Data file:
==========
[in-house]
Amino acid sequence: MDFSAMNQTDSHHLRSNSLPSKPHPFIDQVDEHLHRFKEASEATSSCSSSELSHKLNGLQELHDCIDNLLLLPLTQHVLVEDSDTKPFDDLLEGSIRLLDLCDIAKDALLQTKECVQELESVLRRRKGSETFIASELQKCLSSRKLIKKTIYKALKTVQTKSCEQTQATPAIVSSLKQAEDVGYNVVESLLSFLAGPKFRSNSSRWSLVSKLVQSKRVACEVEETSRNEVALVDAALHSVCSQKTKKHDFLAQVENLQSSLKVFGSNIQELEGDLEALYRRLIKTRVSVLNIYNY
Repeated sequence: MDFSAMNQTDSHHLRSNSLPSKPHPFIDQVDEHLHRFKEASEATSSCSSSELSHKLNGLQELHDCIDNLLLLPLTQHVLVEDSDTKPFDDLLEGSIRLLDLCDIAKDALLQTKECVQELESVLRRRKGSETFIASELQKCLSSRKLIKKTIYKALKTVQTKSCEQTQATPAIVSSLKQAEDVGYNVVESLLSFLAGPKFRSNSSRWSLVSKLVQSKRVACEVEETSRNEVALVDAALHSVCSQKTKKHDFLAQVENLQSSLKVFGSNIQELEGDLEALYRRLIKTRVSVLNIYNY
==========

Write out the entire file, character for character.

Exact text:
[in-house]
Amino acid sequence: MDFSAMNQTDSHHLRSNSLPSKPHPFIDQVDEHLHRFKEASEATSSCSSSELSHKLNGLQELHDCIDNLLLLPLTQHVLVEDSDTKPFDDLLEGSIRLLDLCDIAKDALLQTKECVQELESVLRRRKGSETFIASELQKCLSSRKLIKKTIYKALKTVQTKSCEQTQATPAIVSSLKQAEDVGYNVVESLLSFLAGPKFRSNSSRWSLVSKLVQSKRVACEVEETSRNEVALVDAALHSVCSQKTKKHDFLAQVENLQSSLKVFGSNIQELEGDLEALYRRLIKTRVSVLNIYNY
Repeated sequence: MDFSAMNQTDSHHLRSNSLPSKPHPFIDQVDEHLHRFKEASEATSSCSSSELSHKLNGLQELHDCIDNLLLLPLTQHVLVEDSDTKPFDDLLEGSIRLLDLCDIAKDALLQTKECVQELESVLRRRKGSETFIASELQKCLSSRKLIKKTIYKALKTVQTKSCEQTQATPAIVSSLKQAEDVGYNVVESLLSFLAGPKFRSNSSRWSLVSKLVQSKRVACEVEETSRNEVALVDAALHSVCSQKTKKHDFLAQVENLQSSLKVFGSNIQELEGDLEALYRRLIKTRVSVLNIYNY